Canada’s broadcasting regulator wants foreign-based digital companies to contribute to the production of Canadian cultural content. “It should be on par with what a Bell puts in and a Quebecor and a Shaw puts in and an Amazon,” CRTC chair Ian Scott said. “It should be proportional and equitable.” Ottawa has already rejected a sales tax on services such as Netflix, but there have been continued calls from a number of groups to level the playing field as digital players increase their footprint over traditional providers.


Stocks mixed

Global stocks rose and bond yields fell on Friday as investors welcomed an apparent end to a political crisis in Italy, although prospects of a full-blown trade war put a dampener on gains. Tokyo’s Nikkei lost 0.1 per cent, and the Shanghai composite 0.7 per cent, while Hong Kong’s Hang Seng inched up by less than 0.1 per cent. In Europe, London’s FTSE 100, Germany’s DAX and the Paris CAC 40 were up by between 0.7 and 1.2 per cent by about 5:25 a.m. ET. New York futures were up, and the Canadian dollar was sitting above 77 US cents, having lost the bounce it got from Wednesday’s Bank of Canada statement.


The NHL continues to peddle a fiction on concussions

“This year’s Stanley Cup final pits one of hockey’s greatest stars against one of the most compelling underdogs in National Hockey League history. It would be easier, however, to enjoy watching Alex Ovechkin’s Washington Capitals battle the expansion rejects of the Las Vegas Golden Knights had NHL commissioner Gary Bettman not refused – again – to acknowledge a possible link between concussions and neurodegenerative conditions.” – Globe editorial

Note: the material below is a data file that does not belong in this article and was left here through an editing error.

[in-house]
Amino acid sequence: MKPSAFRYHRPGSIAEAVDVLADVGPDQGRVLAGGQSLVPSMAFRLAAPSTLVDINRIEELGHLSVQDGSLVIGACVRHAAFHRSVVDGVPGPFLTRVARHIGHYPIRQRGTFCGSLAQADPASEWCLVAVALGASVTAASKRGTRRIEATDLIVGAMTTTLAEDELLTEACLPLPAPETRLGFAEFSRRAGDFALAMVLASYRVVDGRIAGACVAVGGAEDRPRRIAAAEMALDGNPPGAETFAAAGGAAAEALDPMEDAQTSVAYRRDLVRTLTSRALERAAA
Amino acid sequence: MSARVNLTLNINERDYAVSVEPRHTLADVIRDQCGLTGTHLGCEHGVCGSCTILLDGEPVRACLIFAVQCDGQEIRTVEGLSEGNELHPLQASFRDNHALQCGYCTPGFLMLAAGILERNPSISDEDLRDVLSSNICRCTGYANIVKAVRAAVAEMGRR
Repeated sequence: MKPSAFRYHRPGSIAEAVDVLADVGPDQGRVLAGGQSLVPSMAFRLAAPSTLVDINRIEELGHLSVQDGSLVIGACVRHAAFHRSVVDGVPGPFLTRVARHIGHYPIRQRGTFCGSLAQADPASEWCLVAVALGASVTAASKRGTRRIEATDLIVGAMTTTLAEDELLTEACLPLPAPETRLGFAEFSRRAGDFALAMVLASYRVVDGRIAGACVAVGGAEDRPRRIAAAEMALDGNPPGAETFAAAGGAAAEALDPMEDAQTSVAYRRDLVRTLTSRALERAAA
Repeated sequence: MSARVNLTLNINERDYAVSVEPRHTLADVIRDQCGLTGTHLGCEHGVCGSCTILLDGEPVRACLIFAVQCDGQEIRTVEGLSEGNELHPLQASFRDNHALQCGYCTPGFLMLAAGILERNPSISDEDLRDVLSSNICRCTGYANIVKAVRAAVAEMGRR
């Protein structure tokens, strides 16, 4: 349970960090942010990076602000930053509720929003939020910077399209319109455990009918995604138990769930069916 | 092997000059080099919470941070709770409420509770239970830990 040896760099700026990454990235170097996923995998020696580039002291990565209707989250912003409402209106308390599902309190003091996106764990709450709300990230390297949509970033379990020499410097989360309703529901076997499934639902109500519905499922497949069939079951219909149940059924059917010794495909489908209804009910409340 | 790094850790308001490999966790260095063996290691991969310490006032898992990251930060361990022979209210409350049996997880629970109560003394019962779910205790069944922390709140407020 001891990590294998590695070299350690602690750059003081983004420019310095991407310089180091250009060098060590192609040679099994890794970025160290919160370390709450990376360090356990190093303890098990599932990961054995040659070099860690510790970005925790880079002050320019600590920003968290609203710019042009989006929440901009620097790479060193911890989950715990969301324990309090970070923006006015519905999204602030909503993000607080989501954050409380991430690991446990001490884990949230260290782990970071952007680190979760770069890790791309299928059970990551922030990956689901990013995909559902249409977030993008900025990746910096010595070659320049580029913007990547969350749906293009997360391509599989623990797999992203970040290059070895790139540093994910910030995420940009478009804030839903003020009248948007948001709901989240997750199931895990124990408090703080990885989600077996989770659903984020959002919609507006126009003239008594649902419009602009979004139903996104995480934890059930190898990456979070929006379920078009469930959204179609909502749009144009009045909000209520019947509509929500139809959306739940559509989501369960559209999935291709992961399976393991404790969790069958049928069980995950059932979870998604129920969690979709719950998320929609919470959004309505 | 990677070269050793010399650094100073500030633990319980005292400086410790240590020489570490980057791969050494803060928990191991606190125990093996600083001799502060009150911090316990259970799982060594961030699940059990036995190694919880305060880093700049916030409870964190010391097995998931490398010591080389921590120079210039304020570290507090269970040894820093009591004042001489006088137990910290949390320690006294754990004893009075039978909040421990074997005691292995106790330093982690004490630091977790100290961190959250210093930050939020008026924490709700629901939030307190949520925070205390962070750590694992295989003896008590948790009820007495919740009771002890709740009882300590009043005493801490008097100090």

Beyond Roseanne, Twitter was made for inch-deep race debate

“[Roseanne Barr] tweeted herself out of her sitcom gig with a repugnant attack on former Barack Obama adviser Valerie Jarrett. Like most tweets, Barr’s revealed more about its author than its subject. She blamed her outburst – for which she apologized, but not enough for ABC to reinstate her TV show – on her sleeping pills. The maker of Ambien retorted, on Twitter of course, that “racism is not a known side effect of any Sanofi medication.” You only had to sample the Twitter reaction to Barr’s ousting to conclude that there is no worse forum for debating a matter as explosive and complicated as race in America than a social-media platform that limits interventions to 280 characters without screening participants to determine whether they have anything useful to say.“ – Konrad Yakabuski (for subscribers)